Everybody watches, talks about and makes predictions about oil prices. And like the weather, the reality of what actually happens often puzzles if not outright embarrasses the experts and their elaborate models. Whiting Petroleum (NYSE:WLL) offers a relatively simple equation for investors - if investors think oil prices will rise, or at least stay consistently high, this is a good stock to own for its production growth and undeveloped resource base.
TUTORIAL: Commodity Investing 101
A Disappointing First Quarter
Investors may get a chance to buy Whiting shares a little cheaper now after the first quarter, as the Street seems relatively unimpressed with the results. Revenue growth was solid at 23%, but the company's price realizations, production details and exploration costs delivered a below-expectation bottom line result.
Production was mixed in the first quarter, up 10% (on a barrels per day basis) from last year, but down 3% sequentially. Bad weather in North Dakota hurt production, while a higher percentage of natural gas liquids (NGL) impacted the overall price realizations in an unfavorable way. (For more, see Oil And Gas Industry Primer.)
Costs were also higher this time around. Whiting engages in some relatively sophisticated operations with service providers like Baker Hughes (NYSE:BHI) and those technologies don't come for free. Per-barrel cash costs rose about 13%, though depreciation and depletion (DDA) costs were relatively flat on the same basis.
Still in the Right Places
First quarter performance may disappoint the Street, but Whiting is still a leading player in the Bakken Three Forks area. What's more, the company still has meaningful potential from its Lewis & Clark acreage (in the Bakken) and the Delaware Basin in West Texas.
With one of the most active drilling programs in North Dakota (alongside other energy companies like Continental Resources (NYSE:CLR) and Hess (NYSE:HES)), Whiting should be looking at solid production growth for some time to come. What's more, Whiting is producing the "right" kind of petroleum, as over 80% of its output is oil and NGL. While natural gas prices have certainly firmed, oil is still the petroleum that is in highest demand and any plans for a major switch to natural gas in this country will likely take at least a decade. (For more, see Continental Resources And The Bakken.)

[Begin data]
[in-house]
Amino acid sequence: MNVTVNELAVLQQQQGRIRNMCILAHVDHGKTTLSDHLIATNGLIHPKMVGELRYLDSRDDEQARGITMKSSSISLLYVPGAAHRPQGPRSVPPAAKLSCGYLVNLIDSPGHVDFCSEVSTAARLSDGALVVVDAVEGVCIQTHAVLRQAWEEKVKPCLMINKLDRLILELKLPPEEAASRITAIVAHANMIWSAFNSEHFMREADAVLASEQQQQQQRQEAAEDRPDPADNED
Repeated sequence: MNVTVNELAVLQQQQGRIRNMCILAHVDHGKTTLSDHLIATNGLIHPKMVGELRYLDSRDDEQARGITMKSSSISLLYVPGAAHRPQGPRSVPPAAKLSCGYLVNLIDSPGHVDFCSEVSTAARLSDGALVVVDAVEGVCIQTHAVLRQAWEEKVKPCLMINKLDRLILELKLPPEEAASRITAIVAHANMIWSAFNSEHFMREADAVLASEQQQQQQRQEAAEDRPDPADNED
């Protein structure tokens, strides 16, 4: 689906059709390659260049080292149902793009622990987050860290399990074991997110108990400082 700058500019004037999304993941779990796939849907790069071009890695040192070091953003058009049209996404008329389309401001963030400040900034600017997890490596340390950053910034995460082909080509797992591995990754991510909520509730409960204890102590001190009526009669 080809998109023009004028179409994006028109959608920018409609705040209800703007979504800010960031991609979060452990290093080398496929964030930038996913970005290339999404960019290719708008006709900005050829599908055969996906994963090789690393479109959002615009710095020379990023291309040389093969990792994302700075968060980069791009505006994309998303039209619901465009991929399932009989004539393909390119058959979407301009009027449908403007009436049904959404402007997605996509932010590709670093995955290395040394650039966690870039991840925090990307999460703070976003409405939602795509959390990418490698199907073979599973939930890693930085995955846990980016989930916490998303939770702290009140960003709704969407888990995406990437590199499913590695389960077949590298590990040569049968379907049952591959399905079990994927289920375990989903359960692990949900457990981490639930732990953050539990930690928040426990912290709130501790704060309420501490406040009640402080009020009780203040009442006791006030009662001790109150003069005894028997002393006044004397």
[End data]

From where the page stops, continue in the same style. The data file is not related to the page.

Good Luck Finding "Fair" Value
Right now Whiting trades at an EV-resource basis of $30.75 per barrel, and that looks pretty appealing when you consider that the prevailing price of oil is nearly $113 per barrel and a rival like Continental trades at $34.30 per barrel. But then there is Apache (NYSE:APA) trading at a valuation of only $19 per barrel and Anadarko (NYSE:APC) at $21.30.
So what's the right price?
Looking just at the oil in the ground can be misleading. Not only might reserve estimates be wrong (and reserves change up and down with energy prices), but there is a big difference in the cost of recovering those assets - a company like Apache, for instance, operates a lot of offshore platforms and that is a higher-cost/higher-risk proposition.
What's more, the known oil in the ground is only a relatively small part of the value for small growing energy companies like Whiting. Consider a company like Credo Petroleum (Nadsaq:CRED) - it too trades at a valuation of nearly $32 per barrel, and has a relatively low amount of proven reserves. What Credo (and Whiting) does have, though, is acreage and active drilling programs and those will presumably lead to larger reserve bases in the coming years.
Looking at a net asset value calculation for Whiting, more than half of the company's value would seem to be unbooked resources (also called "risked potential"), but there is a great deal of guesswork that goes into that calculation. Thus far, Whiting has rewarded investors' confidence and faith with successful drilling and organic reserve growth and if that continues, investors will continue to pay up for Whiting's future prospects. (For more, see Massive Bakken Push In 2011.)
The Bottom Line
It should considered a given that a successful energy investment is predicated on energy prices staying at a high level (or going higher). Companies like Whiting, Credo and Brigham Exploration (Nasdaq:BEXP) are aggressive plays on resource and reserve growth. Investors looking for less risk in the energy patch should consider a name like Anadarko or Apache where there is less upside in future discoveries, but a much larger amount of future production already "in hand".
Given Whiting's oil-heavy profile, solid growth and relative valuation (trading at less than 7x forward EBITDA), this is a good name to consider for more aggressive energy investors. (For related reading, check out How Much Oil Is In The Bakken?)
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